Dr. Nayanika Mookherjee summarises her new book exclusively for Alochonaa readers: “In this ethnography of sexual violence during the 1971 Bangladesh War for Independence, I show how the public celebration of women raped during the war and called ‘birangonas’ by the state – works to homogenize the experiences of these women. I demonstrate that while this celebration of birangonas as heroes keeps them in the public memory, they exist in the public consciousness as what I call a spectral wound. Dominant representations of birangonas as dehumanized victims with dishevelled hair, a vacant look, and rejected by their communities create this wound and flatten the diversity of their experiences.”
In this piece Mubashar Hasan shares the summary of his recently published scholarly article titled ‘Sport as a critique of politics: Everest climbing, nationalism and the failure of politics in Bangladesh.’ Mubashar argues that in Bangladesh, Everest climbing has political significance as these mountaineers use their public platform to criticise national politics. Even hoisting the flag at the top of the world (after risking own lives) can be used as a way to express dissatisfaction over the country’s politics.
“It is as though a human mind was extinguished for performing its noblest function”. A sobering collation of thoughts, feelings and wishes in the wake of a chilling and brutal murder of a philosopher, advocate, blogger, free-thinker and US national – Dr. Avijit Roy. Alochonaa.com condemns such attacks and advocates free speech, tolerance and inclusion in all its forms.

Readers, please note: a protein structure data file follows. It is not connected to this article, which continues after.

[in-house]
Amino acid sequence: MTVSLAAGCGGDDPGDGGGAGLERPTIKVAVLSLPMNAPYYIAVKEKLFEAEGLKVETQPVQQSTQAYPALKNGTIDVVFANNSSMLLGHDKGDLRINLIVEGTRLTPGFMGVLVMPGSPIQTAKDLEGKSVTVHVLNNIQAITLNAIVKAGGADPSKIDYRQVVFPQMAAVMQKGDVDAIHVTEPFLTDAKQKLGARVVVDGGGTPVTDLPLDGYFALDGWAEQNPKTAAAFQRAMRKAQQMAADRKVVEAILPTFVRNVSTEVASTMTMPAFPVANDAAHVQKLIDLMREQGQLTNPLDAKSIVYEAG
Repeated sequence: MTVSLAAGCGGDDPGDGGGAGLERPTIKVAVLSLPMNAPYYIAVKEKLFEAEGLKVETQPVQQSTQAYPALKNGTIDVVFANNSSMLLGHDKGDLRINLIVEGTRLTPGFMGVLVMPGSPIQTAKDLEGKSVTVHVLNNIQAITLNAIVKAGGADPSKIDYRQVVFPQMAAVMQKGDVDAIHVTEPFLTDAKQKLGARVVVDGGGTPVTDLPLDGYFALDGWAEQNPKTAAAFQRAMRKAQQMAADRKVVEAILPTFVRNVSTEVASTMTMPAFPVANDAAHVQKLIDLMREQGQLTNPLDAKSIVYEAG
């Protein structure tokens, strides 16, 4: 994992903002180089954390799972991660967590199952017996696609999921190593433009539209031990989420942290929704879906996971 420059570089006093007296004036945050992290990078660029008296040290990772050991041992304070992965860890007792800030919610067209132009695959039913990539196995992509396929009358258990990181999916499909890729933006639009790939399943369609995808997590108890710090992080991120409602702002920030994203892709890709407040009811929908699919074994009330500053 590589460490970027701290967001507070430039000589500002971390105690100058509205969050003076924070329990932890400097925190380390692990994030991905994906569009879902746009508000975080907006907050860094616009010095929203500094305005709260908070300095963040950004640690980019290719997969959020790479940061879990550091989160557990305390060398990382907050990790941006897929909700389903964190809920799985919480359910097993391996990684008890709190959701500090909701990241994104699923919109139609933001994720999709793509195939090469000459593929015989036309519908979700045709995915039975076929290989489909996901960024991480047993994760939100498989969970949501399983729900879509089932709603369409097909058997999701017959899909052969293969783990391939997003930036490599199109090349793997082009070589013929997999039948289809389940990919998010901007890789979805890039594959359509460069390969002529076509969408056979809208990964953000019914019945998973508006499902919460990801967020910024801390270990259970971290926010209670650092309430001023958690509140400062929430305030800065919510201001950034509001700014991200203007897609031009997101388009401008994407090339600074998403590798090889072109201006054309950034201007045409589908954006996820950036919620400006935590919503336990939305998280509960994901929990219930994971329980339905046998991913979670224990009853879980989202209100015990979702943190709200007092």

After a field trip to Bangladesh, Australian MP Laurie Ferguson shares his observations of the country’s recent development challenges, successes and future problems.
What is the state of female empowerment in Bangladesh today? Well-known Bangladeshi businesswoman and philanthropist Rubana Huq discusses.
In the final part of this series, Finlay Green explores the lives of Lakchunhar, who suffers at the hands of an abusive husband, and Rawshunara, who outlines the detrimental impact of the ‘Aratdar’.
In Part 2 of this three part series, Finlay discusses the lives of women in Bangladesh in the aftermath Cyclone Aila, 2009, as well as the benefits to women of owning their own land.